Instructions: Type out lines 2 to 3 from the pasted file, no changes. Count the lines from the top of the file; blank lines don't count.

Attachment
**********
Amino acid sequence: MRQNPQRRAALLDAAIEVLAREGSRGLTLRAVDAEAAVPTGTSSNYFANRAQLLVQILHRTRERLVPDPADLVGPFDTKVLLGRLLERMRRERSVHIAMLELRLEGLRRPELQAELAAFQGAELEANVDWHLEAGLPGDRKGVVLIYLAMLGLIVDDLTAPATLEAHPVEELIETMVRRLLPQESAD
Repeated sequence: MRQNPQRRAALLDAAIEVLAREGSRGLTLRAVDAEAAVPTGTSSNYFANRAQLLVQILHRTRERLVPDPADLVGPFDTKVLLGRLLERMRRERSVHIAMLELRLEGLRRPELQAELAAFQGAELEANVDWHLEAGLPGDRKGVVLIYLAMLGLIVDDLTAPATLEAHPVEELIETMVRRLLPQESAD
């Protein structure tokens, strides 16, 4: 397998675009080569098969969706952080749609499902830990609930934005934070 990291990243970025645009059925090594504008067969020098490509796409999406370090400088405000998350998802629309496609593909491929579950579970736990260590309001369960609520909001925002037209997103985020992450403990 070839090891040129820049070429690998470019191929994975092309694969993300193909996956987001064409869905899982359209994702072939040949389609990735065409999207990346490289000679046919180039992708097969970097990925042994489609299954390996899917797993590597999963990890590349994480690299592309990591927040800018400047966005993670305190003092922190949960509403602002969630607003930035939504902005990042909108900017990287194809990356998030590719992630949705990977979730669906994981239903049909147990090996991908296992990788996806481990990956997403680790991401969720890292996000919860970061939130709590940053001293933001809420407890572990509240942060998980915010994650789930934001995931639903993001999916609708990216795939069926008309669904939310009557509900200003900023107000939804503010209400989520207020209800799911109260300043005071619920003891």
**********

Repeated sequence: MRQNPQRRAALLDAAIEVLAREGSRGLTLRAVDAEAAVPTGTSSNYFANRAQLLVQILHRTRERLVPDPADLVGPFDTKVLLGRLLERMRRERSVHIAMLELRLEGLRRPELQAELAAFQGAELEANVDWHLEAGLPGDRKGVVLIYLAMLGLIVDDLTAPATLEAHPVEELIETMVRRLLPQESAD
């Protein structure tokens, strides 16, 4: 397998675009080569098969969706952080749609499902830990609930934005934070 990291990243970025645009059925090594504008067969020098490509796409999406370090400088405000998350998802629309496609593909491929579950579970736990260590309001369960609520909001925002037209997103985020992450403990 070839090891040129820049070429690998470019191929994975092309694969993300193909996956987001064409869905899982359209994702072939040949389609990735065409999207990346490289000679046919180039992708097969970097990925042994489609299954390996899917797993590597999963990890590349994480690299592309990591927040800018400047966005993670305190003092922190949960509403602002969630607003930035939504902005990042909108900017990287194809990356998030590719992630949705990977979730669906994981239903049909147990090996991908296992990788996806481990990956997403680790991401969720890292996000919860970061939130709590940053001293933001809420407890572990509240942060998980915010994650789930934001995931639903993001999916609708990216795939069926008309669904939310009557509900200003900023107000939804503010209400989520207020209800799911109260300043005071619920003891």